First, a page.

When the day comes, there will be a party. There shall be fireworks, rivers of champagne, a pig on a spit and possibly a bouncy castle. On that day my atheism may be brought into question as I have been known on occasion to ask for divine intervention. On that day bi-national flags shall fly and there will be rejoicing in the Nowak household.
But will it ever come? Will I ever witness the day when our daughter communicates, in full comprehensible sentences, in ENGLISH?
Doubt has begun to set in.
A visit from my wonderful (non-German speaking) friend Lisa didn't help my cause as I'd hoped it may.
On the recommendation of some article or other, I was determined to try the "Tough Love" approach to bi-linguism and not translate when she spoke to Lisa. Lisa was to simply keep saying to Finje that she didn't understand until Finje would be forced to talk in the English she so clearly understands when I speak it with her every day.
It didn't really go to plan.
All the poor kid wanted was a sweet.
"Darf ich einen Bonbon haben bitte?" (May I have a sweet please. She even remembered to say please!)
"No darling, Lisa doesn't understand. Ask her in English if you want something"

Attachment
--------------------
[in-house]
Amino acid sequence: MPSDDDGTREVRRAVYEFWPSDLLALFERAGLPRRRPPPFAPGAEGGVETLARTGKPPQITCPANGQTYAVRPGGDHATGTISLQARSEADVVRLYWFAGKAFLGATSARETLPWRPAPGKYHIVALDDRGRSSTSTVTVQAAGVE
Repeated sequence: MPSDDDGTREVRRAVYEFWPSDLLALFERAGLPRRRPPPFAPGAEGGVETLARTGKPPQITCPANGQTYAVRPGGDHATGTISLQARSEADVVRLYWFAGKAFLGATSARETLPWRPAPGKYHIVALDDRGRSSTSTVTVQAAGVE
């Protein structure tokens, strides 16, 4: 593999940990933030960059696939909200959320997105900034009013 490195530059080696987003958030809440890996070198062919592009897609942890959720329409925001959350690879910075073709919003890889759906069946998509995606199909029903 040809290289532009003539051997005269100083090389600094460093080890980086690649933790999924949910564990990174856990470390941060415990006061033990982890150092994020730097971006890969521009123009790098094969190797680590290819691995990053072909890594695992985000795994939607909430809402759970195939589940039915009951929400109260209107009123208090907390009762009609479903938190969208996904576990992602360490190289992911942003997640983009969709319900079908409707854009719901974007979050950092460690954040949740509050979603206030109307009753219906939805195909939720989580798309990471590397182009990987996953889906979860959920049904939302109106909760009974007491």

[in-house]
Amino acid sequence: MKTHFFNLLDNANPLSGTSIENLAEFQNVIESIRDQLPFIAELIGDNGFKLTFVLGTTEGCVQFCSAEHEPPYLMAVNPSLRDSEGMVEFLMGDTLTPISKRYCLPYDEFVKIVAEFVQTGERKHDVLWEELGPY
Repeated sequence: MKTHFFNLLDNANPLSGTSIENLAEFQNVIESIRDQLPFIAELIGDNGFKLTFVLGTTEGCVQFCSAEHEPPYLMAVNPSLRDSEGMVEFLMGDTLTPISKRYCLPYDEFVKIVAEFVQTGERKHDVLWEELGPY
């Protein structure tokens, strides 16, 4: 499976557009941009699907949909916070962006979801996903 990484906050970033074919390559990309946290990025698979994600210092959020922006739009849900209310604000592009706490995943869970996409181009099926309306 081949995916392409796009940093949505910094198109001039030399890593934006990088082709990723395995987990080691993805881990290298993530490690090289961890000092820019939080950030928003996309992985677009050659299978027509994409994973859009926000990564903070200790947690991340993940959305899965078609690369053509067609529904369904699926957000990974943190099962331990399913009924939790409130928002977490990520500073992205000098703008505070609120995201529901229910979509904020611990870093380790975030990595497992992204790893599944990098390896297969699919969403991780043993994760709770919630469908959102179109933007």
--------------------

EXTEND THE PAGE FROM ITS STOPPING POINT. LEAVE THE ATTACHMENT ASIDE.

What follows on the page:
"Oh okay, Darf..... Ich......Einen.......Bonbon.......Haben....... Bitte?" (as if speaking to a slightly senile old relative)
"No Finje, that was wonderfully clear and slow but it was still German"
At this point I could see Finje beginning to wonder whether the damn Gummi Bear was worth all the agro. She decided to give it one more go.
"DARF. ICH. EINEN. BONBON. HABEN. BITTE?" (said in manner of ignorant Englishman yelling at Johnny Foreigner whilst genuinly confused as to why he still doesn't understand Queen's English)
I was losing the will to live and I could see Lisa's hand wavering towards the packet in question but I stuck to my guns.
"Noooo, that was clear and slow and very loud but still German."
Inevitably the tears began to flow, both Lisa and I were overcome by oestrogen and we ended up giving her the whole damn packet.
Finje 1 Mother 0
Just when you think all hope is lost, two days later a nearly perfect English sentence.
"Mama, are you tired because papa snozed last night?"
I refrained, with some difficulty, from asking her to repeat the correct conjugation of the verb "to sneeze" one hundred times ie: not sneeze, snoze, snozen and instead gave her a big hug.
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